That harsh statement isn’t wholly accurate. Having the chance to earn a college degree is a privilege. In most cases, the educational payoff is impossible to discount.
Higher education equals opportunity.
But when does the cost override everything else in this discussion?
Tuesday’s Star carried a front-page story documenting the latest tuition increase at Jacksonville State University, Calhoun County’s regional university that’s caught in the swirl of price hikes that stem largely from state government’s cuts to higher education and refusal to raise new revenue.
In this context, JSU’s recent record is discomforting. Tuition this fall is going up nearly 4 percent — a convenient match to the JSU’s 4 percent drop in state-government funding.
Last year, JSU’s Board of Trustees raised tuition 12.8 percent. The 2010 increase was 8.6 percent. The 2009 increase was 9.47 percent.
Tuition at JSU has increased nearly 40 percent in four years.
Consider this no condemnation of JSU — which, mind you, has long prided itself on keeping tuition affordable. In this regard, JSU is no different from Alabama or Auburn or Troy or most other universities in this state: Their tuition rates are skyrocketing in response to the state Legislature’s budgets during the aftermath of the Great Recession.
So, for now, get off JSU’s back.
Nevertheless, consider these facts: In 2010, U.S. graduating seniors had a record-high average of $25,250 in student debt — a 5.2 percent increase from the year before and the highest amount recorded in U.S. history, according to the Project on Student Debt, a nonprofit advocacy group. (Obviously, Pell Grants and other similar options do not cover enough U.S. students to make a dent in this debt.)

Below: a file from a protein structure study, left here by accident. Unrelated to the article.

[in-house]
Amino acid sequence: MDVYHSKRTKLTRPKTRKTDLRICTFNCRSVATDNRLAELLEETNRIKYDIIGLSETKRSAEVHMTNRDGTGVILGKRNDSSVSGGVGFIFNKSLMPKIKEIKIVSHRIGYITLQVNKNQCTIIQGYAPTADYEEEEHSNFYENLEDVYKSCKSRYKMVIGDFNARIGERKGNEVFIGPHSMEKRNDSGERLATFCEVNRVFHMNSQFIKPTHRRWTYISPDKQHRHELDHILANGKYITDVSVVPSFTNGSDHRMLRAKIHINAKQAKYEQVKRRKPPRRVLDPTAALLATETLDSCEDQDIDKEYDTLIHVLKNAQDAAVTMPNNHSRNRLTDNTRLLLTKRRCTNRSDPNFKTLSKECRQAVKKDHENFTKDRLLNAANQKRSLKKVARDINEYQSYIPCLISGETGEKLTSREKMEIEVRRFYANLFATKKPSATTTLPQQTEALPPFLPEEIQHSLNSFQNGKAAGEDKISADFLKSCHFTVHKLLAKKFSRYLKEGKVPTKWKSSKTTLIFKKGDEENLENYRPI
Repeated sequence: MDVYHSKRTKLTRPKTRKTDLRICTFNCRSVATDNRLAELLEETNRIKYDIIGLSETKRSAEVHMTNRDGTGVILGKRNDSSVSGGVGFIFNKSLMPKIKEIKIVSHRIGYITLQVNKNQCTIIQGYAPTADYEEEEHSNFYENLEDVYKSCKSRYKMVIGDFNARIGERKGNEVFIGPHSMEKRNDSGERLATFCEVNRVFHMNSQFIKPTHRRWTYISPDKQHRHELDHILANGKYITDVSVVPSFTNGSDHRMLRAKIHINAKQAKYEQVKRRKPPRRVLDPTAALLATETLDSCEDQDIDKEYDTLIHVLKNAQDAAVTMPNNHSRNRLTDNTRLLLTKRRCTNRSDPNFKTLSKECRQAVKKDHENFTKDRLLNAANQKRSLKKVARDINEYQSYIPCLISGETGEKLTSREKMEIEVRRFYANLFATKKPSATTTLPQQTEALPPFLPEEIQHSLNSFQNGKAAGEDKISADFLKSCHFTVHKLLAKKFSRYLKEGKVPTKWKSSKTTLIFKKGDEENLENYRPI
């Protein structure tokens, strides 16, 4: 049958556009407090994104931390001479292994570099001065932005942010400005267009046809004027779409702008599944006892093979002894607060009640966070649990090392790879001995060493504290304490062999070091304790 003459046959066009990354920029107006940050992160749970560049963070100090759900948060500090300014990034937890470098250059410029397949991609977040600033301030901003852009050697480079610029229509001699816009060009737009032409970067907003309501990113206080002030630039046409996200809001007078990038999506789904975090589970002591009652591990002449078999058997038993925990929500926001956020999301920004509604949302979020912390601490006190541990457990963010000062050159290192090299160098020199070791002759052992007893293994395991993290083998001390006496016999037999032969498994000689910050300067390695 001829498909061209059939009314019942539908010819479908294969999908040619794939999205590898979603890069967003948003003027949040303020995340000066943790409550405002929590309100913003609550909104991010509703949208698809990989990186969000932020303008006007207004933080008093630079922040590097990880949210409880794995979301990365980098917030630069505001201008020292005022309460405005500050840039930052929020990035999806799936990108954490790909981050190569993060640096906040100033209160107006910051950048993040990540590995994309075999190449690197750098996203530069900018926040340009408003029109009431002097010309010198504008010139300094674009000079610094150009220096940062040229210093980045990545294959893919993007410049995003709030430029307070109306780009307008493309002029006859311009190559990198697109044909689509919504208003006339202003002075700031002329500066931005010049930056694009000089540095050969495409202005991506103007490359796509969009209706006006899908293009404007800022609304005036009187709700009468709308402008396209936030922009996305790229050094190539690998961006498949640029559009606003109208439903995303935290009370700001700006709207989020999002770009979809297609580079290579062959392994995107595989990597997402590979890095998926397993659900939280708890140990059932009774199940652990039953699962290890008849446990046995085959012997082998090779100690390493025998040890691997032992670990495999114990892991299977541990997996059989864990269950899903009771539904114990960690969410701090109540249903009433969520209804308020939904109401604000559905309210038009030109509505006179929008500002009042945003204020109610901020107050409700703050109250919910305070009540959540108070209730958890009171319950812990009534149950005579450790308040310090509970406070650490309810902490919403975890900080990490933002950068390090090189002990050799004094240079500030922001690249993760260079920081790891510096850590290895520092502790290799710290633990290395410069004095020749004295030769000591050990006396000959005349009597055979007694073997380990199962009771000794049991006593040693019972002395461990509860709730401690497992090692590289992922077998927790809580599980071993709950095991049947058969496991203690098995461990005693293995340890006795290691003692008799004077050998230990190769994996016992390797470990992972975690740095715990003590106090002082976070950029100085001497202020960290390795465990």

This trend has all kinds of depressing markers. For the first time in the nation’s history, student-loan debt has surpassed credit-card debt. In the 2009-10 school year, 56 percent of public-university students had loans. Those figures, and others, are why the Obama administration has proposed changes to how soon college graduates are expected to pay off their college debts.
Today, however, none of that is our point.
Statewide, Alabama has a terrible record with affordability of a college education. Studies in recent years have consistently ranked Alabama among the states with the fewest students who can afford a four-year degree. Even in good years, our state’s students struggle to pay tuition without racking up mountains of debt.
Montgomery hardly listens to anything these days. Lawmakers’ ears are clogged with partisanship. We’d never suggest anarchy, but we wouldn’t blame Alabama students if they felt kinship with students in the Canadian province of Quebec, which has had more than 100 consecutive days of protests over tuition increases.
This trickle-down effect is teaching Alabama’s college students a fact of life. The Legislature does what it wants, university trustees do the same, and those at the bottom — the students — suffer the consequences.